Te Pūtahitanga o Te Waipounamu welcomes today’s announcement that Budget 2021 will include dedicated funding for Māori,
but cautions that it may not be enough to meet the increasing needs of whānau as we head into a COVID-scarred winter.
Pouārahi Helen Leahy says that the $380m set aside to help Māori into home ownership is a good start, with many South
Island whānau describing housing affordability as the biggest challenge they face.
“We are pleased to see that such a basic component of wellbeing – shelter – has been prioritised in this year’s Budget,”
says Ms Leahy. “We have seen time and again that access to secure housing lifts whānau outcomes across a range of other
areas – mental health, addiction, employment and attendance at school for tamariki.”
However, Ms Leahy warns that housing is just one of many urgent needs, noting that in the past two months, Te
Pūtahitanga o Te Waipounamu has seen a dramatic increase in applications for emergency grants for essentials like food,
power and firewood.
“This rapidly increasing desperation is consistent with recent reports suggesting that tamariki Māori experience
significantly higher material hardship,” says Ms Leahy. “Our challenge lies in meeting material needs; feeding the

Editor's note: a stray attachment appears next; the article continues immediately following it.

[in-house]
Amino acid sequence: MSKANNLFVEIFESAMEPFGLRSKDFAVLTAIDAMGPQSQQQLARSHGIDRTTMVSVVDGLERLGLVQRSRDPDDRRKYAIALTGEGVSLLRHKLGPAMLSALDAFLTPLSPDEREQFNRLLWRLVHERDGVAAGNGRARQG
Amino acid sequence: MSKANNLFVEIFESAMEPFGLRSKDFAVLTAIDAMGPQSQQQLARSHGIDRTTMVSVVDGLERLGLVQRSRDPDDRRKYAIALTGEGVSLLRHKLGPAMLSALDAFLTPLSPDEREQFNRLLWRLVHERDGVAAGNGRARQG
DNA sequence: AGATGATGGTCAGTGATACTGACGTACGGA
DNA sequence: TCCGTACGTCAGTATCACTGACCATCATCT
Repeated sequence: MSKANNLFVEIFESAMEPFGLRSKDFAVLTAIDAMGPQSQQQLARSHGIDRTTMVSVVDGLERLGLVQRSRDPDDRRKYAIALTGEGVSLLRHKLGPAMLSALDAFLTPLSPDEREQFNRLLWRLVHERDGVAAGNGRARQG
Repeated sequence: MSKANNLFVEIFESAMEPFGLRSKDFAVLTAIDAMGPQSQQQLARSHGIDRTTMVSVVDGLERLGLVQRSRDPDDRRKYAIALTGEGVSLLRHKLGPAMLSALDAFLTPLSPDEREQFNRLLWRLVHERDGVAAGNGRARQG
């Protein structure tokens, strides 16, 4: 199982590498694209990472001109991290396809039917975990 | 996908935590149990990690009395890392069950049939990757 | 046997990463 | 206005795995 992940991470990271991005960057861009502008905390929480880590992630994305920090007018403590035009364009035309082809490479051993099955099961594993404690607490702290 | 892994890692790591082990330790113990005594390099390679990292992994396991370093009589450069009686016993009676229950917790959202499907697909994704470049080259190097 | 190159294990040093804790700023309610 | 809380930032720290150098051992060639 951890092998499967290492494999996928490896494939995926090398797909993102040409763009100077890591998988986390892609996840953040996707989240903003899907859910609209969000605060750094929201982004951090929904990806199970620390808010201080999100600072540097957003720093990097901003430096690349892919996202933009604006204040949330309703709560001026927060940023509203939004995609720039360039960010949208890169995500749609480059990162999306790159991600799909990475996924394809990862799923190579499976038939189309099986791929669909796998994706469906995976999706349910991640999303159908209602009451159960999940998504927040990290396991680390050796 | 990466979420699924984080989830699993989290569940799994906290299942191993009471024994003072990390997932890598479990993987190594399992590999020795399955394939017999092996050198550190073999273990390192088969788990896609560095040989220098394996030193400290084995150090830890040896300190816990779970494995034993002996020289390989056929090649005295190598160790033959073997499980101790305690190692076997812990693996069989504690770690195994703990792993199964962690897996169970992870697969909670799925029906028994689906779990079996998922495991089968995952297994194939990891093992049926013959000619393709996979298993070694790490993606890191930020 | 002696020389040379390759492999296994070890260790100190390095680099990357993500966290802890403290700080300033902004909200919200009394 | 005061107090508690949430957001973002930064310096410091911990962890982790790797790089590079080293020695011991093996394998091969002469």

family and keeping the lights on and the whare warm. Only when these basic needs are met will whānau have the ability to
dream and lift their heads to the future.”
Ms Leahy hopes that an investment of $3.3b to boost benefits will go some way to addressing these material needs, while
the announcement of $98.1m to establish the new Māori Health Authority and $126.8m for its programmes is welcome news.
“The Whānau Ora community stands in full support of the Māori Health Authority, and we’re heartened to see that the
government is committed to funding this incredibly important initiative,” says Ms Leahy. “Without sufficient funding,
the authority will not be able to address the systemic inequity that has seen Māori unable to access the same quality of
Te Pūtahitanga o Te Waipounamu will continue to support whānau throughout the South Island, and trusts that the
Government will acknowledge the effectiveness of the Whānau Ora approach in meeting the needs of Māori.